From the furniture we sit on to the homes and structures where we live and work, wood is used for a variety of functions in our daily lives. The timber business converts forest trees into the lumber that is utilized for these critical uses, and nearly every tree harvested is transformed into a useful commodity.
Lumber is one of our planet’s most abundant resources. This means that finding reputable wholesale lumber sources is fairly easy for merchants, but there is so much variation that it can be tough to know where you should start. Here is how one can expect to save when it comes to buying from a wholesale lumber supplier.
What Is A Wholesaler Lumber Supplier?
A wholesaler, in general, is a company that buys large quantities of items from manufacturers or distributors directly. The commodities are then stored in a warehouse until they are sold to other firms, usually retailers or other wholesalers. Wholesalers acquire large quantities of items at once, allowing them to pay lower prices than other buyers.
A wholesale lumber supplier is a company that sells lumber in bulk by purchasing large volumes of wood products. Sawmills, plywood companies, and other sources supply them with truck or railway loads of lumber and other wood products. The timber is subsequently resold to merchants by the lumber wholesaler. Lumber yards, home improvement centers, contractors, major homebuilders, industrial users, and building supplies dealers and distributors are all examples of retailers in the lumber sector. Lumber wholesalers generally serve local clients.
Understand How Board Thickness Is Measured
When purchasing hardwood from a wholesaler, the thickness is measured in quarters rather than inches. A 1-inch thick board is designated as 4/4 (pronounced “four quarter”), while a 2-inch thick board is designated as 8/4 (pronounced “eight-quarter”).
Lumber comes in a variety of thicknesses, including 5/4, 6/4, 12/4, and 16/4. Keep in mind that lumber is frequently pre-milled and then dried, so a 4/4-inch-thick board will be closer to 3/4″ to 7/8″ thick. You’ll be charged at the maximum rate, which is 1′′ thick for 4/4 stock and 2′′ thick for 8/4 stock, regardless of the actual stated thickness. There is no discount simply because the wood is thinner.
The volume of wood sold by a distributor is measured in “board feet.” This makes determining the price for hardwoods cut in a variety of lengths, widths, and thicknesses easy. The basic formula is: 1 Board Foot = length (in inches) x breadth (in feet) x thickness (in inches) / 12 (BF). Keep this tip in mind if you forget your calculator on your trip to the distributor: 4 board feet equals a 4/4 board that is 6′′ wide and 8′ long. Because many boards are cut to this approximate size, multiplying your number of 4/4 boards by 4 is an easy way to estimate board feet on the go.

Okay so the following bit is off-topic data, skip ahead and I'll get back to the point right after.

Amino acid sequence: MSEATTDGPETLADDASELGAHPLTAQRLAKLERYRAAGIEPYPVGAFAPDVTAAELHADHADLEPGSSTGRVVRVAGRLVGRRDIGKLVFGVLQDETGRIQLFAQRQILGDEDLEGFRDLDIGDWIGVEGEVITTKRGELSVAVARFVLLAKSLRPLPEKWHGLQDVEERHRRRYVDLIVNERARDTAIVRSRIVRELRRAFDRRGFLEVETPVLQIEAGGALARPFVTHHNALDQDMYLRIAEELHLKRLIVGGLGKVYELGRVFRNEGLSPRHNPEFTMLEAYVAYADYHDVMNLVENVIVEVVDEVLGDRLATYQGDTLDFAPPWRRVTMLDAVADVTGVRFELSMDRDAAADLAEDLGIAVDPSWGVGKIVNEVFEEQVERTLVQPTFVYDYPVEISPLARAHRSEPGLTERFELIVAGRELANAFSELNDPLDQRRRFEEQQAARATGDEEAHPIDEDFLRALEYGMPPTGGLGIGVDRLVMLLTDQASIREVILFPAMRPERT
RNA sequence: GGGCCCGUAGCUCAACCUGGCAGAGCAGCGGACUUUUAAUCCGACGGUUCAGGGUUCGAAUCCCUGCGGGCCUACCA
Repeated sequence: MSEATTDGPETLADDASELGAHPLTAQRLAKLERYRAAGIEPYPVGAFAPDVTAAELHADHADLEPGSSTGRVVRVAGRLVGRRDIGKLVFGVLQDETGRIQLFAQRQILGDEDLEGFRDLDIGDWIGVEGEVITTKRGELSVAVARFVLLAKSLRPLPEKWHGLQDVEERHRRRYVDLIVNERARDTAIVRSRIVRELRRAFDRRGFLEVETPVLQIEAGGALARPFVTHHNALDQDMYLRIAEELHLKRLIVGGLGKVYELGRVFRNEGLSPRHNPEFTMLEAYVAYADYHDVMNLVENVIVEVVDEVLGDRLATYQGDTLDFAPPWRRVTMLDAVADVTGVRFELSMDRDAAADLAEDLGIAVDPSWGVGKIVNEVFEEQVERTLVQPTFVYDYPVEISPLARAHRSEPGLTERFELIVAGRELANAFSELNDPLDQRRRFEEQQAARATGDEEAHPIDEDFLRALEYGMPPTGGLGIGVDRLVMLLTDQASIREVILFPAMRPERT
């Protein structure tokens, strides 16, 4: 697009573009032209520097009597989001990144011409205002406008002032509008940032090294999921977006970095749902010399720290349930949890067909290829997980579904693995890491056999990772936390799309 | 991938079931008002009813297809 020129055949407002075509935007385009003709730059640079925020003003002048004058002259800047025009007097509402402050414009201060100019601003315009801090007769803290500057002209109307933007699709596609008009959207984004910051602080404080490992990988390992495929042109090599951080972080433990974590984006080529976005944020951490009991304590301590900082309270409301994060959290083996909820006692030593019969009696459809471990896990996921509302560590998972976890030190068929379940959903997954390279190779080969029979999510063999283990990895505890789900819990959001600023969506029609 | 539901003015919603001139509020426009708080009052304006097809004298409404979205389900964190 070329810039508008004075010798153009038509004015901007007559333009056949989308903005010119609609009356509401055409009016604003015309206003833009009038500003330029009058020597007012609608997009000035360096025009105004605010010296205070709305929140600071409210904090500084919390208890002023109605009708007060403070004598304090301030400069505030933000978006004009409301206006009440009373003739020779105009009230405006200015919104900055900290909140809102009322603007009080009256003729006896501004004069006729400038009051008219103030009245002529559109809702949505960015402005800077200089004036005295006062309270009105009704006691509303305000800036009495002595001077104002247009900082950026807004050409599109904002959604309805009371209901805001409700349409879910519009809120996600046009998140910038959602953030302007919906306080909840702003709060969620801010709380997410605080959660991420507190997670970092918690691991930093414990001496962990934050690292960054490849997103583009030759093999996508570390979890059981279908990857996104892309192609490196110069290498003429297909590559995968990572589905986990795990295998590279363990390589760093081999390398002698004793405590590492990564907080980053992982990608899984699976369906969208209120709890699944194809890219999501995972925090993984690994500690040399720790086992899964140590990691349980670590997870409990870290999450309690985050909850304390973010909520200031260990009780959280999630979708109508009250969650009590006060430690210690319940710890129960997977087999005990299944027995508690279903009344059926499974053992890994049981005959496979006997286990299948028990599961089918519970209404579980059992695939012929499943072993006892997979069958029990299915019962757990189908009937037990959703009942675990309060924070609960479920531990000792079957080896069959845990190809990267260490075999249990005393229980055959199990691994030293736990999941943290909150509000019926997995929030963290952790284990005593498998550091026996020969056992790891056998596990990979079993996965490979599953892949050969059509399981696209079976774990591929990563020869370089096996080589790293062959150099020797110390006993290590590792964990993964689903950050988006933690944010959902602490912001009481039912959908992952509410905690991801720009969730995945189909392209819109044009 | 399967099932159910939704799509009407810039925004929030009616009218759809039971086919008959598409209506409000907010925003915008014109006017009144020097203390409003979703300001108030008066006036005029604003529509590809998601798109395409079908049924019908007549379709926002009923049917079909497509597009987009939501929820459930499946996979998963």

The Most Common Wood Cuts
A sawmill may cut a log in three different ways, each of which produces different types of lumber: plainsawn, quartersawn, and riftsawn.
Plainsawn is the most frequent cut, yielding the most wood per log and being the most cost-effective. Approximately 90% of lumber is cut plainsawn.
Quartersawn is typically utilized for tabletops, cabinets, and flooring when the wood species and grain are more appealing. Riftsawn is identical to quartersawn but is cut at a slightly different angle, resulting in very regular lines. Riftsawn is popular for flooring, just like quartersawn.
The Most Essential Lumber Grades
You can go into great detail on timber grades, which refer to how much useful material is in a board. The better the quality of wood, the fewer flaws, such as knots, it will have.
The highest grades are FAS and Select, followed by #1 Common and #2 Common. The type of project you’re working on will determine which wood grade you use. You might get away with “cabinet grade” #1 or #2 Common for a normal DIY job and to save a lot of money. You’ll want to choose a higher grade of wood if you’re making furniture or installing molding.
Because rough lumber is rarely perfectly straight, it must be milled to balance out the thickness and straighten the edges. You can save money by doing it yourself if you have your own thickness planer and jointer, but a distributor can provide these services for a minimal cost.
Finding A Distributor
If you’re ready to take your first trip to visit a lumber wholesaler, contact your local woodworkers’ guild or organization for distributor and hardwood dealer recommendations. Avoid general lumber yards and building supply stores, as they are primarily geared toward commercial construction and will have fewer wood selections.
If you have any questions regarding purchasing lumber from a wholesale lumber supplier, contact our team of professionals at Curtis Lumber and Plywood today for pricing and options!